Alex Kravetz, Principal, Alex Kravetz Design
Alex Kravetz Design Principal, Alex Kravetz, has come a long way in his 20-year career. Here, he shares his ethos and approach to interior design with SPACE editor, Can Faik…
Alex Kravetz Design was established in 2003 and has since grown to become a highly reputable international boutique design firm. Alex started his career as a designer at the Opera & Ballet Theatre, he then moved on to create the stage designs at the Royal Shakespeare Company. A hospitality design career followed naturally – the stage life is often compared to the life of hotels, where the guests become actors in their fantasy world of dream destinations and grand hotels. Every design therefore always has a narrative and a connection to the location and culture.
Tell me about your role at Alex Kravetz Design?
My role is multifaceted but ultimately, as in any boutique design firm, it is a hands on approach to the design as well as a very personal contact with all our clients.
This type of personal service demands a very high degree of organisation and multitasking and you never stop learning.
What are the five words you would use to describe Alex Kravetz Design?
I think our approach to everything is very simple and the motto of the company is ‘Nothing Is Impossible’.
In addition to that, I would also like to add flexibility and dedication to the mix.
How long have you been involved with hotel design?
I started in the hospitality design industry in 1990 as a junior designer at one of the famous hospitality firms which created the discipline ‘hotel designer’. It was a ‘university’ in many ways and I was fortunate enough to work with the founders of the company. This was a very special experience as at the time most things were driven by passion and not by accountants. This mentorship was to become instrumental in shaping my career. I grew to become one of the partners in the company before starting on my own in 2003.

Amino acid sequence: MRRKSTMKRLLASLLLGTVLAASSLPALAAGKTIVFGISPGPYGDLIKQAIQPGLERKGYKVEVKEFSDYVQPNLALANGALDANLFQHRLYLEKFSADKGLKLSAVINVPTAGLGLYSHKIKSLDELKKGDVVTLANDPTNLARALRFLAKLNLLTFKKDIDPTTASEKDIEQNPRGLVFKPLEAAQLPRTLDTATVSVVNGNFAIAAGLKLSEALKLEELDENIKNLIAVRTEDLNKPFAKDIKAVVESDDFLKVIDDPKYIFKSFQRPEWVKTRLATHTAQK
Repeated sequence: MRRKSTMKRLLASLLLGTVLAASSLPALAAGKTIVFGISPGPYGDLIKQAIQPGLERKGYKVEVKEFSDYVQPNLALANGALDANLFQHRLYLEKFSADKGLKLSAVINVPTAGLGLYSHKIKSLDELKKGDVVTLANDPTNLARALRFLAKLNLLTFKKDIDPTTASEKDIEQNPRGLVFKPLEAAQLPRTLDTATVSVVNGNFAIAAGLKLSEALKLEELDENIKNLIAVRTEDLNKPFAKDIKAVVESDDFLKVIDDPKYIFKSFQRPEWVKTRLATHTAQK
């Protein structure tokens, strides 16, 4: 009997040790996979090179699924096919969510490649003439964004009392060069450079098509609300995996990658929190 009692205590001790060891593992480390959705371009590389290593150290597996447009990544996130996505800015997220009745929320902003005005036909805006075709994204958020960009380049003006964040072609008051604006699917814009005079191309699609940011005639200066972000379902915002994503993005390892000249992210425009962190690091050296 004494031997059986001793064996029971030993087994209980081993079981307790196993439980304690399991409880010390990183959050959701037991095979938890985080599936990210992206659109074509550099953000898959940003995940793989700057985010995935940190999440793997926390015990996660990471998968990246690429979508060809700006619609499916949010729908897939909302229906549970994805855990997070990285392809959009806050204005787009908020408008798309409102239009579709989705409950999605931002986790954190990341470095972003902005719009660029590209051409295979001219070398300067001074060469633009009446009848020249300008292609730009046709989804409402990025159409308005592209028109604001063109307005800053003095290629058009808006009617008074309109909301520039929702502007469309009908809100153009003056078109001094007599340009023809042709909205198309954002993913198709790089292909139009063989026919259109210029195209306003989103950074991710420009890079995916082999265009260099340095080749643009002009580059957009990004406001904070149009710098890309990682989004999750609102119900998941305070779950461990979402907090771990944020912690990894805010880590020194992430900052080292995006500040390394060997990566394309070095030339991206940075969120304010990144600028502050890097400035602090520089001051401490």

Have you noticed any particular trends in hotel design?
The industry is full of trends and this is what makes it exciting and varied. There are so many different styles and each one has its own ‘phase’. Ultimately the purity of form and proportion as well as luxury never dies and therefore I prefer to stay true to these principles in our work. This makes our designs sustainable over time and therefore also becomes a better investment for the owners.
With so many hospitality designers in the industry, how does Alex Kravetz Design stand out from the rest?
I think it is a combination of the personal attention to each project and client, as well as the very select and highly experienced team who have worked with me for many years. I also believe it is the variety of design styles we can work in – from highly classical to transitional to contemporary as well as a wide range of budgets.
Let’s talk about the Imperial Hotel Vienna, and what does this stunning project mean to you?
The Imperial Hotel in Vienna was a major renovation as we had to re-energise the very old-fashioned spaces, transforming them for the new generations within the constraints of a listed building. I had to present and coordinate the designs with the Viennese Historical Commission and that meant knowing the entire history as well as them. At the beginning of the project a lot of archive information had to be studied and processed prior to pretty much changing the entire way the hotel operated from the entrance onwards.
For example the back of house became the front of house and some parts changed the entire functionality of their original use. It was very special to be able to do all this within the old home of the Imperial family. Additionally we had to work with the previous design layers of former masters of design like Joseph Hoffmann and his protégé Oswald Haerdtl, who was mainly responsible for the 1936 renovation of the Imperial Café.
How much time do you dedicate to sourcing products and suppliers for the projects you work on?